Investment Real estate insights with Emily Hamilton

Thought Leader Thought Leader
13th March 2024

In an insightful conversation with an FA’s industry favourite, we had the privilege of sitting down with Emily Hamilton, Head of ESG at Savills Investment Management, which coincided with Women's History month in March. Reflections on gender equality, the evolution of the workplace, and the pressing challenges and triumphs in sustainable finance offered a glimpse into the current state and the ambitious future of ESG initiatives within the real estate sector.

John Gillespie: Emily, as we marked International Women's Day and Women's History month in March, I'm keen to understand your experiences in finance and real estate. Have there been significant strides towards gender equality and diversity in these sectors?

Emily Hamilton: Indeed, John. There's been a noticeable shift.

The focus on gender equality and diversity and inclusion is stronger now than ever. 

Our company, among others, is earnestly striving to foster a more inclusive environment and we have committed to publishing D&I data including the percentage of women in senior positions (Associate Director and above) and we have undertaken an internal assessment on our Gender Pay Gap.

Initiatives such as diversity recruitment strategies are becoming commonplace. However, despite the progress, the journey towards genuine equality is far from over. Challenges persist, especially in the realms of senior leadership representation and fair pay.

John Gillespie: That's very insightful. Shifting our focus to sustainability, how is Savills Investment Management embedding ESG principles into its investment strategies?

Emily Hamilton: Sustainability lies at the heart of our operations. We've woven ESG criteria into our investment analysis and decision-making processes. This entails looking beyond traditional financial metrics to also consider the environmental impact, social responsibility, and governance practices of our investments. For example, wherever possible, we're ensuring that we are underwriting buildings to be resilient to the impact of climate change and upgrading existing properties to enhance their energy efficiency. We also engage with stakeholders on sustainability matters such as implementing green leases and champion sustainable practices across our investment portfolio such as exploring opportunities to improve biodiversity on site For example in Poland we have planted 12 acres of wildflower meadows working with our occupiers (tenants).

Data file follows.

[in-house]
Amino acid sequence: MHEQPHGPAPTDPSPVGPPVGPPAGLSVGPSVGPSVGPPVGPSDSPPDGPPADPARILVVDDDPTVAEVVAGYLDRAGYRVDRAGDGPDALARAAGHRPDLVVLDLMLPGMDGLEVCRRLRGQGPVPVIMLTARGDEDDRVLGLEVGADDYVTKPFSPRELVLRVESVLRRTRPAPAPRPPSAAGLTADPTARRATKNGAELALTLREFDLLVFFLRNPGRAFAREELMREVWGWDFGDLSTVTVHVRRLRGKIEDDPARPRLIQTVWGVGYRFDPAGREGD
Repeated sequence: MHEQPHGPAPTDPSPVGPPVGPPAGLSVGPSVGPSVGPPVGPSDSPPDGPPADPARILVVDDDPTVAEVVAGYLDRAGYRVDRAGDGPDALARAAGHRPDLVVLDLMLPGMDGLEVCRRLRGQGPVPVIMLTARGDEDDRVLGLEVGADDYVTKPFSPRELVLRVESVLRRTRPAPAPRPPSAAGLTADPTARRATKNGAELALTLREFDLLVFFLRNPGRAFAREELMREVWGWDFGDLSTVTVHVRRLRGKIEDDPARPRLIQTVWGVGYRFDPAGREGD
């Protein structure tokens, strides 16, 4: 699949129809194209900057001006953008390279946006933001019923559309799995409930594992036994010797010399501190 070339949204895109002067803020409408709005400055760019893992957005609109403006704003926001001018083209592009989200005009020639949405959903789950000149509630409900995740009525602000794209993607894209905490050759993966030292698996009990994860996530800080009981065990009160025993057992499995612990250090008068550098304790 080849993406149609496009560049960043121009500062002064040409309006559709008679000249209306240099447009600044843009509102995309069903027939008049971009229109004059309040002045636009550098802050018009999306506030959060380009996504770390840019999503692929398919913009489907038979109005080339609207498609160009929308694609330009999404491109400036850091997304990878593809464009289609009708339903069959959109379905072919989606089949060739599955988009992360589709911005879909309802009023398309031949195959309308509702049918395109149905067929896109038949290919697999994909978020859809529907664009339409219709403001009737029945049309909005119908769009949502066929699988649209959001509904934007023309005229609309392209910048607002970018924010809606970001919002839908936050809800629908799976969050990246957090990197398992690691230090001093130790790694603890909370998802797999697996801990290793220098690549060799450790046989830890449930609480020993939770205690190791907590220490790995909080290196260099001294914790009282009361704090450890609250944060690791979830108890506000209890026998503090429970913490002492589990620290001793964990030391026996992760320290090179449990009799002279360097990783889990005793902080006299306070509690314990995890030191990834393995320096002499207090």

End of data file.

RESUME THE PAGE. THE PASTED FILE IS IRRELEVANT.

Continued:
John Gillespie: It’s impressive to see such a thorough approach. With the growing regulatory emphasis on sustainability, how do you navigate these evolving requirements, and what challenges do you encounter?

Emily Hamilton: The regulatory environment for sustainability is indeed becoming more intricate.

Our strategy is to stay ahead of these developments through proactive engagement with policy makers and industry groups.

We also dedicate resources to training our investment and asset management teams on the latest sustainability regulations and best practices. However, the challenge lies in the disparate regulations across different regions, necessitating a tailored approach. Moreover, the emphasis on compliance can sometimes redirect resources away from other meaningful sustainability endeavours like community engagement.

John Gillespie: Considering the global urgency of climate change, what role does Savills Investment Management envision in fostering a more sustainable future?

Emily Hamilton: We view ourselves as pivotal contributors to working towards a more climate resilient future. Given that the built environment is responsible for c 40% of global carbon emissions, we have a duty to mitigate this impact. Our focus is on reducing the carbon footprint of the assets we manage for our clients portfolio, investing in renewable energy sources, delivering social impact and enhancing biodiversity on our properties. Beyond our own portfolio, we aim to influence the wider industry by disseminating best practices and collaborating on sustainability projects. It's about creating a domino effect that encourages the broader adoption of sustainable practices.

John Gillespie: That's truly commendable. Looking ahead, what trends or evolutions do you foresee in the sphere of ESG and sustainable finance?

Emily Hamilton: The prospects for ESG and sustainable finance are incredibly bright. I foresee several key trends: Firstly, transparency and reporting standards will become stricter, offering more clarity on ESG practices and their impacts. Secondly, there will be more innovation in green finance through sustainable lending practices, including novel financial instruments and investment vehicles centred on sustainability. We are already seeing this in respect to impact capital being easier to access than traditional capital for real estate.

Lastly, the connection between sustainability  performance and financial returns will strengthen, as the market increasingly recognises the value of sustainability. These trends will channel more investment towards sustainable ventures, propelling us towards a greener economy.

John Gillespie: Emily, your insights today have been most enlightening. Thank you for sharing your expertise and for your commitment to advancing gender equality and sustainability in the finance and real estate sectors.

Emily Hamilton: Thank you, John. It's been a pleasure discussing these crucial topics with you.

The path towards gender equality and sustainability is a collective endeavour, and I'm optimistic about the progress we can achieve together.

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